A drawback of MPD engines is also their low thrust density, by a factor 5-10 lower than other electric thrusters [Auweter-Kurtz and Kurtz, 2003]. The reason is that plasma pressure must be low enough so that collisions do not prevent charges from following the magnetic force-lines. The consequence is large internal and nozzle volumes for given thrust or power.

Together with that of power, the major issue of MPD was and still is cathode life. Because of the low thrust, missions using NEP may last 5 to 6 years [Oleson and Katz, 2003], depending on Isp, and mass per unit power. Over months or years of operation even tungsten cathodes erode at the rate of approximately 0.2 mg/coulomb [Choueiri, 2000]. This figure may look insignificant, but a 20-kW MPD thruster, such as those considered for the JIMO mission, will need 20 A when operated at 1,000 V, that is 20 coulomb/s. In a day alone about a third of a gram of tungsten will have been eroded. When Russian technology and know-how on steady plasma thrusters became available after the end of the Cold War, the pace of progress in this area quickened. Interest by USAF in a particular type of MPD propulsion (Hall thrusters) is contributing to advance this field.

In fact, the most important recent development in MPD is probably the replacement of hydrogen propellant (with ionization energy, of order 13.8 eV) with propel-lants with much lower ionization potential, in particular lithium (its ionization potential is 5.37 eV). Lithium can extend cathode life by orders of magnitude [Choueiri, 1998]. Some MPD laboratories (MAI/RIAME in Moscow, CalTech Jet Propulsion Laboratory and Princeton University's Plasma and Electric Propulsion Laboratory) are now collaborating in this specific area. The Russian company NPO Energia has tested a RIAME-designed 130-kW, 43% efficiency Lorentz force MPD thruster using lithium propellant and found very low cathode erosion. Cathode lifetimes of more than 1,000 h are now within reach. Measured Isp was 3,460 s, with a thrust of order 3.2 N. Thrust of order 25N/MW looks feasible. Future plans (in the 2010 timeframe) include a 100-kW and a 120-kW steady MPD thruster.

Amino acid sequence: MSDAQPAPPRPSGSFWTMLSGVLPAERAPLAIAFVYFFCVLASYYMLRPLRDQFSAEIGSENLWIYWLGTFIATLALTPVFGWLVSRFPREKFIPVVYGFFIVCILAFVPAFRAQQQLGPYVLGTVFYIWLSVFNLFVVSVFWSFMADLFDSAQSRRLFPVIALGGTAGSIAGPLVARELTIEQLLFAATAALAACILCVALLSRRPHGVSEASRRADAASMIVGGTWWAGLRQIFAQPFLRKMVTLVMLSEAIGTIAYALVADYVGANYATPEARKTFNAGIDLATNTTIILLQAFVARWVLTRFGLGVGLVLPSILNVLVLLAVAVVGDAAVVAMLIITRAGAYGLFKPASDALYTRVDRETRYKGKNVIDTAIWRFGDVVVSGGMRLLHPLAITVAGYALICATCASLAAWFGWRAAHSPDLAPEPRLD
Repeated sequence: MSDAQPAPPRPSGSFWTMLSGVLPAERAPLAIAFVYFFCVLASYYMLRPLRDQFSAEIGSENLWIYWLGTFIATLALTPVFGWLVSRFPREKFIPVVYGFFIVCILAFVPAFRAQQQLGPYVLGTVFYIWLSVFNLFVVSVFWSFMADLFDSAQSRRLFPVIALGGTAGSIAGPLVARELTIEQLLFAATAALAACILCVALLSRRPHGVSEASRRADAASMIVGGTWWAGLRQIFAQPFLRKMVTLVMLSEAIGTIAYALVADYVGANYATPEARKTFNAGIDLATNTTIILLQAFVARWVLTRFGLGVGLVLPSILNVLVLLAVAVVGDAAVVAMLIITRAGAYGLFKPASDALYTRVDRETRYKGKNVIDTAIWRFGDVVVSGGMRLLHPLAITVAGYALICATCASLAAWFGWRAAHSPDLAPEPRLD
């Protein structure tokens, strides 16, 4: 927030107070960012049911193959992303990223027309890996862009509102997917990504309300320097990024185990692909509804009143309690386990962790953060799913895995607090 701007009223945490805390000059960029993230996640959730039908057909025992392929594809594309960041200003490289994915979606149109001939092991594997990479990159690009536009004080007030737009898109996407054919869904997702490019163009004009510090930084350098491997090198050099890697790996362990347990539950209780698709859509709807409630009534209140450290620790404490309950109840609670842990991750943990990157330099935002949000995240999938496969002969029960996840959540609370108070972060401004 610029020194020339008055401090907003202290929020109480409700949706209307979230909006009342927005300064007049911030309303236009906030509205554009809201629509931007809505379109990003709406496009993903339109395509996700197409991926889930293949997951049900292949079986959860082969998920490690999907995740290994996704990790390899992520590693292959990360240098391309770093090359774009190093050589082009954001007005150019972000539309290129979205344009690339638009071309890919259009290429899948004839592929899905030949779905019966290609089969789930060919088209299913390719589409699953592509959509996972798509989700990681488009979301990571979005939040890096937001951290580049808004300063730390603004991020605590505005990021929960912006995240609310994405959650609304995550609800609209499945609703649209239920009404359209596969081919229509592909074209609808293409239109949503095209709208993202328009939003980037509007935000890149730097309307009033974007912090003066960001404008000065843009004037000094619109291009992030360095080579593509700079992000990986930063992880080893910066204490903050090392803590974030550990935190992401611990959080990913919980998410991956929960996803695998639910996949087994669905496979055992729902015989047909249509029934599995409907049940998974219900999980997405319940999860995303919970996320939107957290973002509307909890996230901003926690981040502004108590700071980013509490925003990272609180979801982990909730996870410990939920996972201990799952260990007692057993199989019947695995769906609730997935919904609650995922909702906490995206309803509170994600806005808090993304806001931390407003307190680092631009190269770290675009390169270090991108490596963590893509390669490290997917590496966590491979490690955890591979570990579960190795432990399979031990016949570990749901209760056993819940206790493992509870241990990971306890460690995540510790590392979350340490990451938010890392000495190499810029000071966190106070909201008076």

Before Project Prometheus was started, NASA was planning improbable 20 MW, solar-powered MPD experiments in 2012, and 100 MW in 2024, clearly for interplanetary missions such as a Mars mission. After then NASA Administrator, S. O'Keefe, put emphasis on nuclear power, the future of these plans was uncertain for some time, but still indicated that MPD propulsion was considered viable for long interplanetary missions. The major questions in this context center on the power and type of thruster, that is, below or above 100 kW and whether ion or MPD; until SEI, mission analysis by NASA is focused on a 25-kW ion engine for future unmanned JIMO mission to Europa, Callisto and Ganymede [Bordi and Taylor, 2003].